Optimism Returns After Brief Consolidation
US indices are on course to open around half a percentage point higher on Wednesday, as we enter the business end of what promised to be a very busy and important week for markets.
There’s been no shortage of optimism in the equity market rally in recent weeks but as we entered month end it did appear to lose some of its spark, triggering some consolidation at record highs. With futures pointing to a higher open on Wednesday, it seems that spark may be returning, with optimism over tax reform and another solid earnings season providing the catalyst for the rally. The week has not been short of major economic events but the bulk of these, and arguably the most important ones, are still to come.
Fed Statement Eyed But Focus on Yellen Replacement
The Fed’s monetary policy decision would typically be one of, if not the most important event of the week but that may not be the case today. For one, it’s extremely unlikely that any change in interest rates will be announced, with December remaining far more likely for the final hike of the year. With Chair Janet Yellen not making an appearance after the announcement, we instead have to rely on the accompanying statement for clues as to whether another hike in December is still planned.
Moreover, with Donald Trump poised to announce who will succeed Yellen from February on Thursday, investors may take the statement with a pinch of salt when considering interest rates beyond the end of the year. All things considered, not only is today’s announcement not the biggest market event this week, it’s unlikely to even be the most important Fed event.
When it comes to the statement, I don’t expect the central bank to deviate much, if at all, from previous rhetoric as the data has been broadly consistent with expectations, barring the understandable weak jobs report last month. This Friday’s report is expected to be much better than normal which should mostly offset the weakness in job creation in September, something the Fed may allude to.
US Data Could Provide Pre-Fed Volatility
While Friday’s jobs report will undoubtedly be the highlight of the economic data this week, there are a number of other releases today that will be of interest. The ADP number is typically eyed for insight into the direction that Friday’s NFP number will take but with the September’s release having been so far from the official number, expectations for the two are very different (200,000 for ADP, 312,000 for NFP). Still, it may provide some insight from a directional perspective, i.e. will the NFP bounce back and bring the average more in line with what we would expect.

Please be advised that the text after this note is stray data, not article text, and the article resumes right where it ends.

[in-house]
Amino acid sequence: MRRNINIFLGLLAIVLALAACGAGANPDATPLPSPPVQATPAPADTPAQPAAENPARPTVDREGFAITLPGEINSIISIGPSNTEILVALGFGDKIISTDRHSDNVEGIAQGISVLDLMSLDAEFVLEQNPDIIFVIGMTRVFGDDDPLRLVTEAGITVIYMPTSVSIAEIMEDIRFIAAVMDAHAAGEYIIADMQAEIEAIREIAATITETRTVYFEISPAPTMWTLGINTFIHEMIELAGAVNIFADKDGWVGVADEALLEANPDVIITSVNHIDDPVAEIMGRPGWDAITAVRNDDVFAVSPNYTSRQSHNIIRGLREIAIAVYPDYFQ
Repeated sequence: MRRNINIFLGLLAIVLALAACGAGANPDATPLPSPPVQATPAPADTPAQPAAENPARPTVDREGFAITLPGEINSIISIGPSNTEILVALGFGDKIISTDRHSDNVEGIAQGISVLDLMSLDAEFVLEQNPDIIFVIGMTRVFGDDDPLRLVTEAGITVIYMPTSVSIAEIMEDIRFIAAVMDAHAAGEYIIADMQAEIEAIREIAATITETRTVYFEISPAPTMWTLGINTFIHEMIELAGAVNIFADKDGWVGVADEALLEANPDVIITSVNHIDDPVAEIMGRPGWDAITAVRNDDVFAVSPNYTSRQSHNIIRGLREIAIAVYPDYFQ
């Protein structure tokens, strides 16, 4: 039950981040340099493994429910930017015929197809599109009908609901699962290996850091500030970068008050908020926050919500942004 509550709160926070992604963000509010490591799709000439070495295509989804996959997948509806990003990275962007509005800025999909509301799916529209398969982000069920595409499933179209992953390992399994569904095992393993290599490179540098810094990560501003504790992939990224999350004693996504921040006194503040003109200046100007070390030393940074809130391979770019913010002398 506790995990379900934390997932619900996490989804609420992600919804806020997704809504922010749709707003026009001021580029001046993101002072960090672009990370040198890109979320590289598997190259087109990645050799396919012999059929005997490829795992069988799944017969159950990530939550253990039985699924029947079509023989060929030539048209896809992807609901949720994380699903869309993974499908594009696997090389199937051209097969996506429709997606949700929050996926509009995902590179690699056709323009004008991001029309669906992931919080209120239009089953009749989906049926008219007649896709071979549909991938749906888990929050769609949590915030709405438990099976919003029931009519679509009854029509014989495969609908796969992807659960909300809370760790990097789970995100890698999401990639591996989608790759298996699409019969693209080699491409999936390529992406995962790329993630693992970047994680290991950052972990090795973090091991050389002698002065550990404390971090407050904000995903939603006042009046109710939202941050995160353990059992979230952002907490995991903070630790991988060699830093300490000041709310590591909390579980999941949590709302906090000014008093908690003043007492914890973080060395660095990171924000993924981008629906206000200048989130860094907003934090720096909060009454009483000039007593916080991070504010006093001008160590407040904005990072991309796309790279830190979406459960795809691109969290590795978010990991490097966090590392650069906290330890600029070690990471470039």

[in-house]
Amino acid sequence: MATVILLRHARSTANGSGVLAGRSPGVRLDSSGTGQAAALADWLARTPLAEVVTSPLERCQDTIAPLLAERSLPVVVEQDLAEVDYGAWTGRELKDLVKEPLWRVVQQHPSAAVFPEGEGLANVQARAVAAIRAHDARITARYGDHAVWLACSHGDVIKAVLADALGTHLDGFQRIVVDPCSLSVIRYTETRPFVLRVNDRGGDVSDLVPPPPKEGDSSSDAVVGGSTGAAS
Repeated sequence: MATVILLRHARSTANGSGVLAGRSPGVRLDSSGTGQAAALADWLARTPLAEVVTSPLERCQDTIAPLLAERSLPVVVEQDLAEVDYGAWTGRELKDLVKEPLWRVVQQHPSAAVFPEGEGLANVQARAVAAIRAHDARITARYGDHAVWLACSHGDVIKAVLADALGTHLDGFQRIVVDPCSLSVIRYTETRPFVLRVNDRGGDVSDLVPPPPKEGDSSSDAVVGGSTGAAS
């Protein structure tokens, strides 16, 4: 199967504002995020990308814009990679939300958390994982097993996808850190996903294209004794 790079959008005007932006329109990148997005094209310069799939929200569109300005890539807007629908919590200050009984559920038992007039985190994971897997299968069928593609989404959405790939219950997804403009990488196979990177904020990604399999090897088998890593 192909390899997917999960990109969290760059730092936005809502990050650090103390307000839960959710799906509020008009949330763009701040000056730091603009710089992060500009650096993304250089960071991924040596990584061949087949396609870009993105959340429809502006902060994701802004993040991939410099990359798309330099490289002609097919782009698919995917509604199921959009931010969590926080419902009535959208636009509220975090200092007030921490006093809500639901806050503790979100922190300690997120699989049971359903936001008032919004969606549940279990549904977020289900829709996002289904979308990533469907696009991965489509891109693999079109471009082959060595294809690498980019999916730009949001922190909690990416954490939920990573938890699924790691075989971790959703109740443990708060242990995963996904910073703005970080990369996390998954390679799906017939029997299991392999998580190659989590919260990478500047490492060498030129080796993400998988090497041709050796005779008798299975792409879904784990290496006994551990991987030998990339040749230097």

The two manufacturing PMI surveys will also be tracked closely on Wednesday, as will the oil inventory data from EIA after API reported another sizable draw-down on Tuesday, almost double the number expected today. Oil has been well bid in recent months as the re-balancing efforts of oil producers brings inventories back in line with the five-year average.
With major producers discussing another extension to the output cut, it would appear that higher prices are not destabilizing efforts to bring the market back into balance. Higher global demand has been another supporting factor in the recent rally which has seen Brent hit its highest level in almost two and a half years.
Sterling Rallies Ahead of Potential BoE Rate Hike
The pound is rising ahead of Thursday’s Bank of England meeting, at which the central bank is expected to announce its first rate hike in more than a decade. This morning’s manufacturing PMI is largely behind the latest rally in the pound, with the survey having highlighted robust domestic demand as well as rising inflation pressures, something policy makers have become increasingly concerned about due to the already elevated price growth.
While above-target inflation is being almost entirely driven by the pound’s post-Brexit drop, a growing number of policy makers now appear to be of the belief that last year’s rate cut is no longer necessary and a return to the previous lower bound is warranted. Markets are heavily pricing in a rate hike tomorrow which may limit any upside in the pound in relation to this, with the accompanying commentary probably more important. With a split among policy makers being clear from recent commentary, a failure to hike tomorrow could trigger a sharp decline in the pound.
For a look at all of today’s economic events, check out our economic calendar.